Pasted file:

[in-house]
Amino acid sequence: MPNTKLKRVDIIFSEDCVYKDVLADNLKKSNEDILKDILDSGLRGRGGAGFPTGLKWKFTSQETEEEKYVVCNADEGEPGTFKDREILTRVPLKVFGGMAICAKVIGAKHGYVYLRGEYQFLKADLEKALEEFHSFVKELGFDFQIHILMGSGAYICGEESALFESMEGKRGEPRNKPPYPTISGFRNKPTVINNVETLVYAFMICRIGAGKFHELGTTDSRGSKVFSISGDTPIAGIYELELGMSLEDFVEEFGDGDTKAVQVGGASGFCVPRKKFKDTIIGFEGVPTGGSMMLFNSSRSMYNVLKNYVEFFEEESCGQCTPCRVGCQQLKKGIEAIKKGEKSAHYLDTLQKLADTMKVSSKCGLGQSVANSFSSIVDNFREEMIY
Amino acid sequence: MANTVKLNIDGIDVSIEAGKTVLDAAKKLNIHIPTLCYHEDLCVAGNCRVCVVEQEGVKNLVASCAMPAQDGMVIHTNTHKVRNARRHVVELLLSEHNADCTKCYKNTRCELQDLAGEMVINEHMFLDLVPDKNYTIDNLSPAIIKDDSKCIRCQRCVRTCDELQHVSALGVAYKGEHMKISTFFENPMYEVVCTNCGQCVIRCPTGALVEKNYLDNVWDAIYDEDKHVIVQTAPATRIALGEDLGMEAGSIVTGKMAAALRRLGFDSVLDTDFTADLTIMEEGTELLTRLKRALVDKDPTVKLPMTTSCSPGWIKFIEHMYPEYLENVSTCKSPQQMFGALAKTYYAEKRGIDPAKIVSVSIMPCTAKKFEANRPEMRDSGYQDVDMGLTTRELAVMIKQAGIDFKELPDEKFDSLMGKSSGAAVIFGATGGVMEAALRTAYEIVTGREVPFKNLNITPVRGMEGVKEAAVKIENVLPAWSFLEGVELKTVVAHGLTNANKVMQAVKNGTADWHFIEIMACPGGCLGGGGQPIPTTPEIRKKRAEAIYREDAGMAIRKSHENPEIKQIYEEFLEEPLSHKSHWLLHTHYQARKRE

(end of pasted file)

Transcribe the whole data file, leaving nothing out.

[in-house]
Amino acid sequence: MPNTKLKRVDIIFSEDCVYKDVLADNLKKSNEDILKDILDSGLRGRGGAGFPTGLKWKFTSQETEEEKYVVCNADEGEPGTFKDREILTRVPLKVFGGMAICAKVIGAKHGYVYLRGEYQFLKADLEKALEEFHSFVKELGFDFQIHILMGSGAYICGEESALFESMEGKRGEPRNKPPYPTISGFRNKPTVINNVETLVYAFMICRIGAGKFHELGTTDSRGSKVFSISGDTPIAGIYELELGMSLEDFVEEFGDGDTKAVQVGGASGFCVPRKKFKDTIIGFEGVPTGGSMMLFNSSRSMYNVLKNYVEFFEEESCGQCTPCRVGCQQLKKGIEAIKKGEKSAHYLDTLQKLADTMKVSSKCGLGQSVANSFSSIVDNFREEMIY
Amino acid sequence: MANTVKLNIDGIDVSIEAGKTVLDAAKKLNIHIPTLCYHEDLCVAGNCRVCVVEQEGVKNLVASCAMPAQDGMVIHTNTHKVRNARRHVVELLLSEHNADCTKCYKNTRCELQDLAGEMVINEHMFLDLVPDKNYTIDNLSPAIIKDDSKCIRCQRCVRTCDELQHVSALGVAYKGEHMKISTFFENPMYEVVCTNCGQCVIRCPTGALVEKNYLDNVWDAIYDEDKHVIVQTAPATRIALGEDLGMEAGSIVTGKMAAALRRLGFDSVLDTDFTADLTIMEEGTELLTRLKRALVDKDPTVKLPMTTSCSPGWIKFIEHMYPEYLENVSTCKSPQQMFGALAKTYYAEKRGIDPAKIVSVSIMPCTAKKFEANRPEMRDSGYQDVDMGLTTRELAVMIKQAGIDFKELPDEKFDSLMGKSSGAAVIFGATGGVMEAALRTAYEIVTGREVPFKNLNITPVRGMEGVKEAAVKIENVLPAWSFLEGVELKTVVAHGLTNANKVMQAVKNGTADWHFIEIMACPGGCLGGGGQPIPTTPEIRKKRAEAIYREDAGMAIRKSHENPEIKQIYEEFLEEPLSHKSHWLLHTHYQARKRE